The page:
Protected bike lanes, like this one on Pike Street between Third and Fourth Avenue, run downtown but abruptly stop on certain streets.

A bicyclist's fatal injury this weekend by a hit-and-run on Rainier Avenue brought emotional pleas to Seattle City Hall on Tuesday for safe bike infrastructure downtown, as council members consider legislation that would set ambitious deadlines to complete several of the city's long-awaited bike lane projects.

Seattle council member Mike O'Brien is proposing a resolution that sets an 18-month timeline—a deadline of December 31, 2019—for the city to beef up its bike network downtown and close the gaps between many of its protected bike lanes. The full council will vote on the resolution on July 30 after council members in committee unanimously approved the resolution Tuesday.

Meg Wade, a member of 350 Seattle, in an emotional testimony mentioned the father of two who was killed, Alex Hayden, and said she was rear-ended once while she was in a turn lane. 

"We don't have safe bike infrastructure. This is life and death for most of us," she said on the verge of tears.

The Seattle Department of Transportation's decision earlier this year to delay plans for a protected Fourth Avenue bike lane had cycling activists frustrated over yet another broken promise. In committee, SDOT director Goran Sparrman said the bike lane would worsen congestion on the street and potentially affect bus access.

Instead, O'Brien's resolution pursues other missing links in the network of protected bike lanes downtown, which are aimed to improve safety and feel accessible to casual cyclists or new riders. The city has $21 million already allocated between the Center City Bike Network funding and the Washington State Convention Center package; SDOT didn't respond Wednesday on the estimated cost of the projects. 

While some bike lanes, like the one on Second Avenue, provide a barrier between the cyclists and vehicles and their own traffic light, others streets have no bike lanes or little to no protection from oncoming traffic; protected bike lanes also often end abruptly and suddenly integrate a cyclist into traffic with multiple lanes after an intersection.

"A network is only as good as its weakest link," said Vicky Clarke, Seattle policy manager at Cascade Bicycle Club. "We're really not seeing the potential because not many people are willing to ride in those conditions." 

Officials say encouraging biking not only reduces carbon emissions in the most cost-effective way but also frees up seats on crowded downtown buses—for, say, people who drive.

But the city's efforts in the past few years have come up short. Back in 2013, officials passed a climate action plan that set a target of tripling the bike ridership from 2007 by last year; O'Brien said the city made nowhere near that goal. Activists say the demand is there, and that other cities show the low numbers rather reflect a lack of a completed bike network that would encourage riders.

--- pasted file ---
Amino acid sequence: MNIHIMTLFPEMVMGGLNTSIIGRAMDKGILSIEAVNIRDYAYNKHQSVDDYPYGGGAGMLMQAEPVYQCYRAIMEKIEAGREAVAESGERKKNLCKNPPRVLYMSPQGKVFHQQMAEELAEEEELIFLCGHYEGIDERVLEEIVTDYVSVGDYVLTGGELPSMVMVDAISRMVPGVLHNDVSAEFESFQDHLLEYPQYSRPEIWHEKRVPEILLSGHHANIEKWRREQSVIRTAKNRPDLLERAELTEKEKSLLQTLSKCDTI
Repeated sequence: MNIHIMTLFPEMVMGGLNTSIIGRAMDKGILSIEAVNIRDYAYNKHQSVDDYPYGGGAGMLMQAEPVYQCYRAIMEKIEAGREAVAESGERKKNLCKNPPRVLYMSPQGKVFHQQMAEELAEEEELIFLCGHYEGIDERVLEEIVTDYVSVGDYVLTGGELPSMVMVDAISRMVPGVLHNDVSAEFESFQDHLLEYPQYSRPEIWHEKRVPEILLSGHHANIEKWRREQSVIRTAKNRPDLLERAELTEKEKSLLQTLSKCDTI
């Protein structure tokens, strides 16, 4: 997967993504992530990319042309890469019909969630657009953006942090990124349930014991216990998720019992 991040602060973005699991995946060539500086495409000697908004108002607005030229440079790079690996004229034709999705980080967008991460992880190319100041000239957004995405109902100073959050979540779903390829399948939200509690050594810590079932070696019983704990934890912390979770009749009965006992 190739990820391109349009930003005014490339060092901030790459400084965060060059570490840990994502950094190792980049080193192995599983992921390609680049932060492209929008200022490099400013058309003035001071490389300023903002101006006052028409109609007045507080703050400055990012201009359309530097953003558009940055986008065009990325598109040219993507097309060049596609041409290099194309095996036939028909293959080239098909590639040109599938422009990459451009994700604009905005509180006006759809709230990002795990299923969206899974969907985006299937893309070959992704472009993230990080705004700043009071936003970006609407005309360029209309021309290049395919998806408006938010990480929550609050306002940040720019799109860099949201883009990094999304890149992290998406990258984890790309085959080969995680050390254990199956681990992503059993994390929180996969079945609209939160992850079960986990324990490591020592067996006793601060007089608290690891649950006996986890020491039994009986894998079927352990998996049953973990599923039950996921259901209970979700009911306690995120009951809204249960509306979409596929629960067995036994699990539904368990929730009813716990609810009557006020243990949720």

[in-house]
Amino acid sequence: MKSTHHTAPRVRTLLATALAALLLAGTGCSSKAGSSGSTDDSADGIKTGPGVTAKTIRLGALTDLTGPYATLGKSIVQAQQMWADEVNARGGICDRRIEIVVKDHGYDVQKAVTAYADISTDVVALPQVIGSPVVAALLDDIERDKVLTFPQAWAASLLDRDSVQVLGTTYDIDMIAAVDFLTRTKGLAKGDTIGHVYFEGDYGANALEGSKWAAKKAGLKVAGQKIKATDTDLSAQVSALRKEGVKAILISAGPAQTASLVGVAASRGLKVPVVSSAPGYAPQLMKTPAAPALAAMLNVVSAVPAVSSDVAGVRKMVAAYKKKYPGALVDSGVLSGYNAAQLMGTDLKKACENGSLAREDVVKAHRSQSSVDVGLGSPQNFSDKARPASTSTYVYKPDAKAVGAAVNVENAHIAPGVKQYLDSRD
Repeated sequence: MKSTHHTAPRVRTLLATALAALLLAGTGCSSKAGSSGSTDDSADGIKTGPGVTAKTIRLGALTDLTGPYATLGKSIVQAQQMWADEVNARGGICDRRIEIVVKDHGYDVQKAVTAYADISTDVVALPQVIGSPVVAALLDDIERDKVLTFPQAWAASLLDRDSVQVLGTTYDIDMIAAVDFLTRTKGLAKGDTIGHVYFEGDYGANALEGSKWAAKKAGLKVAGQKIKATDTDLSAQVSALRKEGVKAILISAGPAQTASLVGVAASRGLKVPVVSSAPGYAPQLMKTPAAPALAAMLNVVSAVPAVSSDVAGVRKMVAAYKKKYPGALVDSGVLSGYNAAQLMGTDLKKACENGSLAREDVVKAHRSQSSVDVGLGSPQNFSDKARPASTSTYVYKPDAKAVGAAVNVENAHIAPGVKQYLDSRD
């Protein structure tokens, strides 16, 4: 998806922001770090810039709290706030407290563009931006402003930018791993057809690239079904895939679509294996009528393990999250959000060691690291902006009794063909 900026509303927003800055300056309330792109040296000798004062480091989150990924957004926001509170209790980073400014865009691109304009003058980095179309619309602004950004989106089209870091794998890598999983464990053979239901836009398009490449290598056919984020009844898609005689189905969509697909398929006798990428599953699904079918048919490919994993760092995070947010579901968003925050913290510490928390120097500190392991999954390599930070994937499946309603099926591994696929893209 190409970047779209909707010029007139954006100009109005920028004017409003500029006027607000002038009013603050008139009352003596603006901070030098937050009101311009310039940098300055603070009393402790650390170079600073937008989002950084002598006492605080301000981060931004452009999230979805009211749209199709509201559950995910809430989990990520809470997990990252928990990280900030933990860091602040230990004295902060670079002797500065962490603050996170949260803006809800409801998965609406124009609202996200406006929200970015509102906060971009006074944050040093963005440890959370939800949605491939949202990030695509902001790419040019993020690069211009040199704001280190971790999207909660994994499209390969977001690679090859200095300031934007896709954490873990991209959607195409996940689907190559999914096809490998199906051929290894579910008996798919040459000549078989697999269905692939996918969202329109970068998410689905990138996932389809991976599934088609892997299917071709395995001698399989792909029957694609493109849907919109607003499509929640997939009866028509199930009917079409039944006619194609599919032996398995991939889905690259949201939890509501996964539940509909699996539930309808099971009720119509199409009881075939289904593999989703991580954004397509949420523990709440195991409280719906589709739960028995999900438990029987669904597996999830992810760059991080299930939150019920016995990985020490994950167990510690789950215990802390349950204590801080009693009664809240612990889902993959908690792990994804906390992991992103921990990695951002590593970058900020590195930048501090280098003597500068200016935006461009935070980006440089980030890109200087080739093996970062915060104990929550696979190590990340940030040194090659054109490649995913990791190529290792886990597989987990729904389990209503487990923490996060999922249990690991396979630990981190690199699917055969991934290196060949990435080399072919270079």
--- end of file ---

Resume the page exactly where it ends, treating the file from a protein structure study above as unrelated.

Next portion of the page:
In seven U.S. cities, cycling grew in popularity as the cities built up their bike networks, according to a 2016 study by the National Association of City Transportation Officials. A survey concluded that 81 percent of "interested but concerned cyclists" (those who are open to biking) were comfortable in a separated bike lane, while only 39 percent were comfortable with a bike lane without a barrier from traffic. Those potential bike riders make up about 60 percent of the total population, the study estimates.

"There’s a whole chunk of folks in the middle...that would bike if they felt safe," O'Brien told PubliCola. "You start to complete those little missing pieces, and all of a sudden this robust network appears."

Darby Watson, acting chief of staff at SDOT, said during the committee meeting that "it's a significant challenge in building anything in the right of way" downtown, especially right now with the private development growth. Watson didn't say whether she thought SDOT would be able to meet those deadlines, but cycling activists have been working with SDOT officials as they helped craft the resolution. 

SDOT would also be obligated to create "temporary connections" in areas where the department wouldn't be able to construct protected bike lanes.

Clarke said the resolution indicates a "move from just saying we have a vision to saying we have an implementation plan, and a timeline, and accountability." 

Here's a list of the gaps in protected bike lanes that the resolution addresses, with a deadline of end of 2019:

  • both directions on Ninth Avenue, from Harrison Street to Denny Way;
  • both directions on Bell Street, from Denny Way to Seventh Avenue;
  • one way on Seventh Avenue, from Bell to Blanchard streets;
  • one way on Eighth Avenue, from Bell to Pine streets;
  • one way on Pike Street, from Sixth to Eighth avenues;
  • one way on Pine Street, from Eighth to Seventh avenues, and from Fifth to Fourth;
  • and both directions on Second Avenue, from South Washington to South Main.
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